Hepatitis B immunisation in Britain: time to change?BMJ 2006; 332 doi: https://doi.org/10.1136/bmj.38797.621516.47 (Published 06 April 2006) Cite this as: BMJ 2006;332:804
- Jangu Banatvala, emeritus professor of clinical virology (firstname.lastname@example.org),
- Pierre Van Damme, director,
- Nedret Emiroglu, adviser
- King's College London School of Medicine, St Thomas's Campus, London SE1 7EH
- WHO Collaborating Centre for Control and Prevention of Viral Hepatitis, University of Antwerp, Belgium
- Vaccine Preventable Diseases and Immunization, WHO Regional Office for Europe, Copenhagen, Denmark
The World Health Organization recommended that, by 1997, all countries should introduce a programme of universal immunisation against hepatitis B at birth, in infancy, or in adolescence, according to endemicity.1 By the end of 2005, 168 countries worldwide and 44 of 52 countries in WHO's European region had implemented this. The United Kingdom continues to implement a selective immunisation programme for hepatitis B, targeting high risk groups and screening all women attending antenatal clinics so that the babies of any infected mothers can be immunised at birth. This approach has come in for some criticism, not only internationally but also within the UK.2 Should the UK now adopt universal immunisation against hepatitis B?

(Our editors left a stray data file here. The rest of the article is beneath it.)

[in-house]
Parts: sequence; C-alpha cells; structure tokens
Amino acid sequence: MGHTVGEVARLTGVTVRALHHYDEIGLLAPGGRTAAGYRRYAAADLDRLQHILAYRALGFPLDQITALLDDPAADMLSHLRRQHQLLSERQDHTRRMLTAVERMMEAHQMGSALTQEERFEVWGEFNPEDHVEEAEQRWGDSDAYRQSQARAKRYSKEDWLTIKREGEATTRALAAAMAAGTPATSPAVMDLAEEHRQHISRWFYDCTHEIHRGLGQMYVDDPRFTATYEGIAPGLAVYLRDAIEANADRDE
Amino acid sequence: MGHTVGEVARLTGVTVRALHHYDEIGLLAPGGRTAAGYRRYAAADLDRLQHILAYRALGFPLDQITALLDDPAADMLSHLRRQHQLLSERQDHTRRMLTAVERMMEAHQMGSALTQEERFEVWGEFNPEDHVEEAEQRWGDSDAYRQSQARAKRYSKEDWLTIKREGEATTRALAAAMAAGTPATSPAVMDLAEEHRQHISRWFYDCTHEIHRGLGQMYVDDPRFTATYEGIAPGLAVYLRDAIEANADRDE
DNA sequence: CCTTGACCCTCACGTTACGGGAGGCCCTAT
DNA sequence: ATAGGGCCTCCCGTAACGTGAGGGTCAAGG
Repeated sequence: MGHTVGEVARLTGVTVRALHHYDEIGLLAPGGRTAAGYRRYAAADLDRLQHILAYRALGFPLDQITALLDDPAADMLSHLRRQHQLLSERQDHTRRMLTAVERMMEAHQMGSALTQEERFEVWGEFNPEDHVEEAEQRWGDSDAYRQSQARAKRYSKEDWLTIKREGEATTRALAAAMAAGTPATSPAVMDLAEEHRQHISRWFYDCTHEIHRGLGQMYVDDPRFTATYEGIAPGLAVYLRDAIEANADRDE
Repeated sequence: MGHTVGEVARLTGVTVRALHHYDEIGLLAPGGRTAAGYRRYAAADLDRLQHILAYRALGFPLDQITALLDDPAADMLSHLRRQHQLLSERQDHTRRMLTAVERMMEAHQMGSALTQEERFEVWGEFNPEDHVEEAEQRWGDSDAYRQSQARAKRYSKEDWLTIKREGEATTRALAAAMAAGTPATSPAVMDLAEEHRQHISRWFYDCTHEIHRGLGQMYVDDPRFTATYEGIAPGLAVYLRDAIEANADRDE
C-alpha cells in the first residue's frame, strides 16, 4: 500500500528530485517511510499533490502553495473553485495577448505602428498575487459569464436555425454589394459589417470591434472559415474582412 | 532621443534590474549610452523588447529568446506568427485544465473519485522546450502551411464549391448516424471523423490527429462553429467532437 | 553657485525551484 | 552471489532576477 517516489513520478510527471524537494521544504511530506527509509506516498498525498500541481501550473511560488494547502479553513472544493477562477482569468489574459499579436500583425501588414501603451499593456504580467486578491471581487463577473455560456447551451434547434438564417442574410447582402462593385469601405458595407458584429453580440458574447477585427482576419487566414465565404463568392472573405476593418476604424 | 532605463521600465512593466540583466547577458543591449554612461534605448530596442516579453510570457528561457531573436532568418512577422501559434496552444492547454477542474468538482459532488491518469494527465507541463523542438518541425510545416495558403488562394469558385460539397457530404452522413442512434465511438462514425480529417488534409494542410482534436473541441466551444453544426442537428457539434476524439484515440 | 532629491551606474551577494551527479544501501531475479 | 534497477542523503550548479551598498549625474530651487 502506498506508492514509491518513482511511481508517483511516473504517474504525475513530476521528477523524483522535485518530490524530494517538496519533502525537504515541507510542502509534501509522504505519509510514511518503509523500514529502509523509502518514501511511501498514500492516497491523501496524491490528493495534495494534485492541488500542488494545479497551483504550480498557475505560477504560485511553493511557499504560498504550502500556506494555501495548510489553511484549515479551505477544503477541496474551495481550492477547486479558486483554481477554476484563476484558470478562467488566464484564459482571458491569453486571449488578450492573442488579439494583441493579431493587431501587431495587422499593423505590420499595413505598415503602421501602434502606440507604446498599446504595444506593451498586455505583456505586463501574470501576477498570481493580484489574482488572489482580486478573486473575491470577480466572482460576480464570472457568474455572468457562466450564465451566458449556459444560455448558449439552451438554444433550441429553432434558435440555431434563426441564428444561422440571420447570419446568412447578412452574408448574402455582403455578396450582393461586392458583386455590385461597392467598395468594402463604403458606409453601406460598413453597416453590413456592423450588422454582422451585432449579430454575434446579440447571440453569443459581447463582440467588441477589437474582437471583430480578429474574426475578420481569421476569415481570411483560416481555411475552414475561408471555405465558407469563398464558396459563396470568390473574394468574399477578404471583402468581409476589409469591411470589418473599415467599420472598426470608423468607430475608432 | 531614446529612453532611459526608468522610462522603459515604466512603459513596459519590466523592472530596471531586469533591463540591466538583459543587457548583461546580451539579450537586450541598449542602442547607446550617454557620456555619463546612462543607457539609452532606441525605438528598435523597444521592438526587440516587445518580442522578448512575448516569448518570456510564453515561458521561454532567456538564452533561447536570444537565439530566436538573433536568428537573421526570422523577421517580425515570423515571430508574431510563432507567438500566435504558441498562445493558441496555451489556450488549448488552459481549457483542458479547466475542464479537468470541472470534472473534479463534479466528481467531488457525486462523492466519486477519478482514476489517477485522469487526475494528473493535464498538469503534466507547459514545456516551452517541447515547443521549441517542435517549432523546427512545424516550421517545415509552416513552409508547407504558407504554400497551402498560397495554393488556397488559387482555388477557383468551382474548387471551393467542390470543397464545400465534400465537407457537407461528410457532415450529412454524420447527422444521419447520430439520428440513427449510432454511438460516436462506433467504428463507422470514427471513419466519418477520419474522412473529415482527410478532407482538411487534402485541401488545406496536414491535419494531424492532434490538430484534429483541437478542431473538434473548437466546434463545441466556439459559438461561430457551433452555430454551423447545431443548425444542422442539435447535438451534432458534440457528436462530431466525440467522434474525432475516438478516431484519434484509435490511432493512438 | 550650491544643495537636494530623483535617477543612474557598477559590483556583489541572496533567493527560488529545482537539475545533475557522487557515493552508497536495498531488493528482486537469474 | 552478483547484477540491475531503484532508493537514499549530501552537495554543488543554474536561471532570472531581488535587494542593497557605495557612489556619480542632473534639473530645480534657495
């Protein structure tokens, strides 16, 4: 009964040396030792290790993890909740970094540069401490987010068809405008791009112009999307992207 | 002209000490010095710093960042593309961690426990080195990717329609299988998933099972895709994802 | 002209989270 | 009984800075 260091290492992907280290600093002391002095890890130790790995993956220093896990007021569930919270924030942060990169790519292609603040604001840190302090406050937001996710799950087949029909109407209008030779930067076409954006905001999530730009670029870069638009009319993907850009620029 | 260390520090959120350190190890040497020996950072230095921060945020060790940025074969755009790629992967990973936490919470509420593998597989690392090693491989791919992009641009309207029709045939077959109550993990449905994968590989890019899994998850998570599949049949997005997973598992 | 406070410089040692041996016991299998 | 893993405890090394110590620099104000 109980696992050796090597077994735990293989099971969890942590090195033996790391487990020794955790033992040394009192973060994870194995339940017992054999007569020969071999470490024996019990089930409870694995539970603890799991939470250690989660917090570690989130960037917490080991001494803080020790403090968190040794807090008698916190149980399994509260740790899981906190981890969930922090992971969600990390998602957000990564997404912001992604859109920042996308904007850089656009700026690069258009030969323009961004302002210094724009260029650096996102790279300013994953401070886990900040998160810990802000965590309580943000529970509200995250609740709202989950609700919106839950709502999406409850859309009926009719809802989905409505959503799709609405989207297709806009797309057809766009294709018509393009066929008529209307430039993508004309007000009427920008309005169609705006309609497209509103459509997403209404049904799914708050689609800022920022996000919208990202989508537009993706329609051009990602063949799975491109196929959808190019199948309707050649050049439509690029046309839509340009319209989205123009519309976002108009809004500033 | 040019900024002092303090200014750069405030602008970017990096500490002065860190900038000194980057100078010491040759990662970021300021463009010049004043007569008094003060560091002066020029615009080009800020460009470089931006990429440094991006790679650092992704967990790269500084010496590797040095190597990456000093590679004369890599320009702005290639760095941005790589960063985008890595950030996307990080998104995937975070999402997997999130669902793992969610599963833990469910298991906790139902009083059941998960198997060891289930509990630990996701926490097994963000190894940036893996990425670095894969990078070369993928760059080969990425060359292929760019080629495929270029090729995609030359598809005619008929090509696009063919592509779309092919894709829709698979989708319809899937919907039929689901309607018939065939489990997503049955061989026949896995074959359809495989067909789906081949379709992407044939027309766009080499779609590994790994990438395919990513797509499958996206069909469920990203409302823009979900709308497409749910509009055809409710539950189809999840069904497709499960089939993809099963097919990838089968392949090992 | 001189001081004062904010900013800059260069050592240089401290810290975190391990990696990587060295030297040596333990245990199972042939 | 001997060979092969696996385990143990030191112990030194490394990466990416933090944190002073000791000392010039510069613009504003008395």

In contrast with other European countries, particularly in southern Europe, the UK has one of the lowest incidences of hepatitis B infection worldwide,3 but has about 180 000 people with chronic hepatitis B infection.4 The Netherlands and the Nordic countries, none of which have introduced universal immunisation, also have low rates.5 Is the British selective programme effective?